Qatar Telecom's bond yields are set for the steepest monthly advance in almost two years as acquisitions by the Middle East's second-largest phone company by revenue erode its cash holdings.
The yield on the state-run company's 2016 bonds, which are rated at Moody's Investors Service's sixth-highest investment grade of A2, has risen 20 basis points this month and is headed for the biggest gain since February last year, according to data compiled by Bloomberg.
That contrasts with little change for the HSBC/Nasdaq Dubai's Middle East Investment Grade US Dollar Sukuk/Bond Index.
Qatar Telecom, or Qtel, has spent US$3.27 billion this year boosting its stakes in mobile phone operators in Kuwait and Iraq.
Moody's said in June that investment in Kuwait's National Mobile Telecommunications Company, known as Wataniya, would "reduce Qtel's liquidity headroom" and was "credit negative".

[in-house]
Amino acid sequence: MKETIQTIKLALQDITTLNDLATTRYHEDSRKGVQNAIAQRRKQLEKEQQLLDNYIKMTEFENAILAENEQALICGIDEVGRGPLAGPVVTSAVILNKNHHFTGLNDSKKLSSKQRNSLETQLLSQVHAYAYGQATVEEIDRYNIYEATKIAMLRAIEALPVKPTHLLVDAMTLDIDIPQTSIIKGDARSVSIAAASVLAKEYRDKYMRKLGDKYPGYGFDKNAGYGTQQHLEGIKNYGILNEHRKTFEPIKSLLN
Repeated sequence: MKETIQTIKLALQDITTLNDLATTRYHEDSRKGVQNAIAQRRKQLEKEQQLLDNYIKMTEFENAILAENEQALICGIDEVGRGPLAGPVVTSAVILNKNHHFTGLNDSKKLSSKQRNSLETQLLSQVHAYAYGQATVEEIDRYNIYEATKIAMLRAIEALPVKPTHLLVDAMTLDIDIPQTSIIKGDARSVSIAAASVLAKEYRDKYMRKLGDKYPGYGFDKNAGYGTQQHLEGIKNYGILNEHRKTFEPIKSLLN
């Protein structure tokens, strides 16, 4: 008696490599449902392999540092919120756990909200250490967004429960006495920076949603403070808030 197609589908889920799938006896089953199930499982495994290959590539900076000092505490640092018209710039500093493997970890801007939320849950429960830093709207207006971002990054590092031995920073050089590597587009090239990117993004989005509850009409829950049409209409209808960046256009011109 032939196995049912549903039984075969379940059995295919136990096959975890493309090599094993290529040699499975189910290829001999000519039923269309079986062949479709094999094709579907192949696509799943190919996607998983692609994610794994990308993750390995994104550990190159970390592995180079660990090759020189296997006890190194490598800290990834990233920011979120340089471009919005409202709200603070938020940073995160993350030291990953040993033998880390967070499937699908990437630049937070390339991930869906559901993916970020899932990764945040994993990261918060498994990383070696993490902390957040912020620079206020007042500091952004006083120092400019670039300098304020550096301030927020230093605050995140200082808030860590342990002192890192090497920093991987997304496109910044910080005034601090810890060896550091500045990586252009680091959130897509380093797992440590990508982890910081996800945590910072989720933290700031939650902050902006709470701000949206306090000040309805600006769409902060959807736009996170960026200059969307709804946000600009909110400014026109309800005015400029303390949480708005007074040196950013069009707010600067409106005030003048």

The Qatari company is now looking "very closely" at Morocco, where a majority stake that France's Vivendi holds in Maroc Telecom "might be in play", Qtel's chief strategy officer Jeremy Sell said last month.
"Although the acquisition-related discussions are still in early stages, if the deal goes through, Qtel's cash cushion and finances would come under severe pressure," said Hemant Dharnidharka, the head of credit research at SJS Markets in Bangalore.
Qtel, the region's second-largest phone business after Saudi Telecom, posted a 31 per cent drop in cash and near cash items to 16.4 billion riyals in the third quarter, the first annual decline for the three-month period since at least 2005, according to data compiled by Bloomberg.
The telecoms company has $4.36bn of bonds and loans due in the next three years, the data shows.
The Doha-based company's 3.375 per cent notes due in October 2016 yielded 2.16 per cent yesterday, compared with 3.1 per cent on Tuesday for regional investment-grade debt.
Qtel benefits from its links to the Qatari government, which together with related state entities owns 69 per cent of the company.